Study the evolution of British ceramics, from rudimentary Stone Age

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Study the evolution of British ceramics, from rudimentary Stone Age
Study the evolution of British ceramics, from rudimentary Stone Age ware to the
current independent studio potter. The art, philosophy and importance of major, 18th,
19th and 20th century ceramic artists in Britain and their influence on American artists and ultimately the American university ceramic art curriculum. Highlights include:
Visit; London, Staffordshire Potteries, a living time machine, it has one of the greatest records of human handmade objects in the world.
Victoria & Albert Museum; See 5000 years of human’s ceramic history.
Science Museum; Beginnings of the industrial revolution, steam engines
Wedgewood museum and Pottery; Josiah Wedgwood
Course Description:
Credit:
ARTD 388
Department Credit
GenEd Credit AR
Program Cost:
Includes airfare,
lodging, program
related transportation,
and supplemental study
abroad insurance.
Faculty:
Steven Sobeck
Visiting Instructor of Art and
Design
253-536-5035
sobecksm
For further information
contact the Wang Center
for Global Education
253-535-7577
[email protected]
http://www.plu.edu/
studyaway/
The course will out line the evolution of British ceramics.
Esthetic and technical development brought to Britain or
imported from Rome, Northern Europe, Spain, and the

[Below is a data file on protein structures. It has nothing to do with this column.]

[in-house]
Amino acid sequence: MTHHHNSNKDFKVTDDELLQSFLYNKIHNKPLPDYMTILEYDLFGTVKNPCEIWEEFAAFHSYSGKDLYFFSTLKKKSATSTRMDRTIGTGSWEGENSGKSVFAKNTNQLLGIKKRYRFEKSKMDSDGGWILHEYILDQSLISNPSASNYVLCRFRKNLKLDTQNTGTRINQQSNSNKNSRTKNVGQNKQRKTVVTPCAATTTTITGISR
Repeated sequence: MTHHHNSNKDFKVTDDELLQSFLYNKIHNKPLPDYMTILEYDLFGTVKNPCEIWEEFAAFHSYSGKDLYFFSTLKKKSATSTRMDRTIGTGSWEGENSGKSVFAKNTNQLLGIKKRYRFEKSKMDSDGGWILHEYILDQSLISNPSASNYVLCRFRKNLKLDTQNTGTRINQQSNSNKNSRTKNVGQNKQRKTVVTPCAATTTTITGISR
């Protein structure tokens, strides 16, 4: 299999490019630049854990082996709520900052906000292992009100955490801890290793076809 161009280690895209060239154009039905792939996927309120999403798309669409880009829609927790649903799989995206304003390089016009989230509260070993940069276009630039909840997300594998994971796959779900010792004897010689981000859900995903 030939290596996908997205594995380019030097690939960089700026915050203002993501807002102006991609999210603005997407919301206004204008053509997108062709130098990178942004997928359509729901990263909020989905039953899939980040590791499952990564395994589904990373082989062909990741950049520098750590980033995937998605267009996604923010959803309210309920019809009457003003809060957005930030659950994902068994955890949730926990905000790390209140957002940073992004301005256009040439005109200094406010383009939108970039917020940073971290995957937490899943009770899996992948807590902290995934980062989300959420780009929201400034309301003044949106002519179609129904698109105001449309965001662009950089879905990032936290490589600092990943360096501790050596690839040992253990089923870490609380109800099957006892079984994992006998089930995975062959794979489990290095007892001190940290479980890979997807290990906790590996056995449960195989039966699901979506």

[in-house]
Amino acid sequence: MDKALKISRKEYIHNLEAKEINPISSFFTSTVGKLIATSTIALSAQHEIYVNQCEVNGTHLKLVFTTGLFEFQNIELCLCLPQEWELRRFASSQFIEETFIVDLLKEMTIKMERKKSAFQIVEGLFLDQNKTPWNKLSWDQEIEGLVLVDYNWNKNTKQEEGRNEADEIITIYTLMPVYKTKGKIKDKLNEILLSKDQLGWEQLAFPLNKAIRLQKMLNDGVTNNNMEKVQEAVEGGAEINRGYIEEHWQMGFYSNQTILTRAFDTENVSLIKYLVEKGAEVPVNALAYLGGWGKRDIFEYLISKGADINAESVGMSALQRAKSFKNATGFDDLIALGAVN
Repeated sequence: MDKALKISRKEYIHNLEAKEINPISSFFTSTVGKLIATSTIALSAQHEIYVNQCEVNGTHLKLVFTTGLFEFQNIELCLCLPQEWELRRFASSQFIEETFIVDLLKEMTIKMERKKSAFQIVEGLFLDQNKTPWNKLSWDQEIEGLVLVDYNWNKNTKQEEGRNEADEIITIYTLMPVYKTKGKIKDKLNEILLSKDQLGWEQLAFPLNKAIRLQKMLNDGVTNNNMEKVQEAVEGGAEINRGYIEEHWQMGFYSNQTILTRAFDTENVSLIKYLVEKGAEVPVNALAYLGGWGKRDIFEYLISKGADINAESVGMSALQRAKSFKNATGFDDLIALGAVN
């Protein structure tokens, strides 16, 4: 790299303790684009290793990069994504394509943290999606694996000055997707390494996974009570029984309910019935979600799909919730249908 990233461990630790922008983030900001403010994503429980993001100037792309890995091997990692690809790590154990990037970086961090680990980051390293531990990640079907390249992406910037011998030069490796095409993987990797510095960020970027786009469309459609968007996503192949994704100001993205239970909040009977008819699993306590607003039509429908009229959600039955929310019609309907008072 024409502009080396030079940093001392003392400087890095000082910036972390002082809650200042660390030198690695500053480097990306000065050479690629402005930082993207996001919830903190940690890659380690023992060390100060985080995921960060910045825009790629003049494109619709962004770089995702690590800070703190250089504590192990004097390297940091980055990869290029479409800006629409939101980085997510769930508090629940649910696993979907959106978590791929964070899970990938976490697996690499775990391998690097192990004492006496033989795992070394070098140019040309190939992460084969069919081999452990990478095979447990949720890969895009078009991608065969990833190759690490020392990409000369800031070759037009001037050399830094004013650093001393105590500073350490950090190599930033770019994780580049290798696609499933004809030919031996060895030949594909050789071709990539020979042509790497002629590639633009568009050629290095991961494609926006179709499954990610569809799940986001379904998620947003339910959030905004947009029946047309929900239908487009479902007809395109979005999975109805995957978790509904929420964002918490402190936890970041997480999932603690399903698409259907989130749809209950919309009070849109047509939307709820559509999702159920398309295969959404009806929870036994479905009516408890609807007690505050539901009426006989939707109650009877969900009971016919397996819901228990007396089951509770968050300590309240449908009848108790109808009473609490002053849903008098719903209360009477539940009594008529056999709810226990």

Middle East, Italy and Asia. All had significant influence
on British ceramics. The industrial revolution, which began
in Britain, made Britain the largest producer of ceramic
ware outside of China. The path from Peasant Potter, per
1600’s, to Industrial Potter, on to the Artist Studio Potter, is
all recorded here.
Craftsman for centuries have formed great objects of
beauty with these passions. These attributes can be found
in the history of ceramics. The English Slipware of Thomas
Toft has a great playfulness and honesty. Josiah Spode’s
work with Bone China changed the industry by production of more refined and durable products. For 200 hundred years, from the late 17th to late 19th century, England leads the world in ceramic production and innovation. For centuries England has collect from all over the
world, objects made by humans. The country is ripe with
this history.
Application Deadline:
September 30, 2013. A non-refundable deposit of $50.00 is
required with the application. A $250 non-refundable payment to confirm participation in the course is due within 10
days of notification of acceptance. Maximum 18 students.

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